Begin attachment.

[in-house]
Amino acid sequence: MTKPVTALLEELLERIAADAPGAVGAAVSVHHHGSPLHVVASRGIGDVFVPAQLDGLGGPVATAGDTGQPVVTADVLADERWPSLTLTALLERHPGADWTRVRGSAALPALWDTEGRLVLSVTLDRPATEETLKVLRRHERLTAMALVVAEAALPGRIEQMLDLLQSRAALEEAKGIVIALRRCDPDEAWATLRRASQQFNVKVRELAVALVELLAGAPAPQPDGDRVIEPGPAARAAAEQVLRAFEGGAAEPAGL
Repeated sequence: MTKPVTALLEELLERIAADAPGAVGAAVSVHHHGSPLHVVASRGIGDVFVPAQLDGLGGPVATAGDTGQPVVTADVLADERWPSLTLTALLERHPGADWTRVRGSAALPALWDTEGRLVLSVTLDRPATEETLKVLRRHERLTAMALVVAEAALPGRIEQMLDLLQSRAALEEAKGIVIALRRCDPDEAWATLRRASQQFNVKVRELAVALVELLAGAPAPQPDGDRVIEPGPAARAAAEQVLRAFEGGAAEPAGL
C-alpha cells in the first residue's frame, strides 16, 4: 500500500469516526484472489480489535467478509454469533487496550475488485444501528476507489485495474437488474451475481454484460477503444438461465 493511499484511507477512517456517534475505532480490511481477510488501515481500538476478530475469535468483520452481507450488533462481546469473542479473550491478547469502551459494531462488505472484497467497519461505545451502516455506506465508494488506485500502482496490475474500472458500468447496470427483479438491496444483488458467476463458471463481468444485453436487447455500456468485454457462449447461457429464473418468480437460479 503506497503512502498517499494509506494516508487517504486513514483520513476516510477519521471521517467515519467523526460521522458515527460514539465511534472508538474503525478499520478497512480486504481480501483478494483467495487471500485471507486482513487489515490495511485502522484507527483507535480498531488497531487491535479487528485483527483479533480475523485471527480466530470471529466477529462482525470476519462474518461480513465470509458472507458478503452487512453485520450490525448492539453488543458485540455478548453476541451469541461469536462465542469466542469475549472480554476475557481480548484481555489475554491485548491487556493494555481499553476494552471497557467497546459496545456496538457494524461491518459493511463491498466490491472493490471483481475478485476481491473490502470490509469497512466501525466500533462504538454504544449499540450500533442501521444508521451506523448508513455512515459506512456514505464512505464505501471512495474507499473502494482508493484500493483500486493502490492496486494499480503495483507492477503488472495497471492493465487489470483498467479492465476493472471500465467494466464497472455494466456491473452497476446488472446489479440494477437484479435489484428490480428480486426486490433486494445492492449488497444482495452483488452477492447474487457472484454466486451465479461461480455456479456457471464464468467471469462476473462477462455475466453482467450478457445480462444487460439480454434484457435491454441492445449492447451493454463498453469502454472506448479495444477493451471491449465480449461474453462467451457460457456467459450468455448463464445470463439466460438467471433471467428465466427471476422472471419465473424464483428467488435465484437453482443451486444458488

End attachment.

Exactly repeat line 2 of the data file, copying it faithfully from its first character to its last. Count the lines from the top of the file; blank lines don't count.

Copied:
Amino acid sequence: MTKPVTALLEELLERIAADAPGAVGAAVSVHHHGSPLHVVASRGIGDVFVPAQLDGLGGPVATAGDTGQPVVTADVLADERWPSLTLTALLERHPGADWTRVRGSAALPALWDTEGRLVLSVTLDRPATEETLKVLRRHERLTAMALVVAEAALPGRIEQMLDLLQSRAALEEAKGIVIALRRCDPDEAWATLRRASQQFNVKVRELAVALVELLAGAPAPQPDGDRVIEPGPAARAAAEQVLRAFEGGAAEPAGL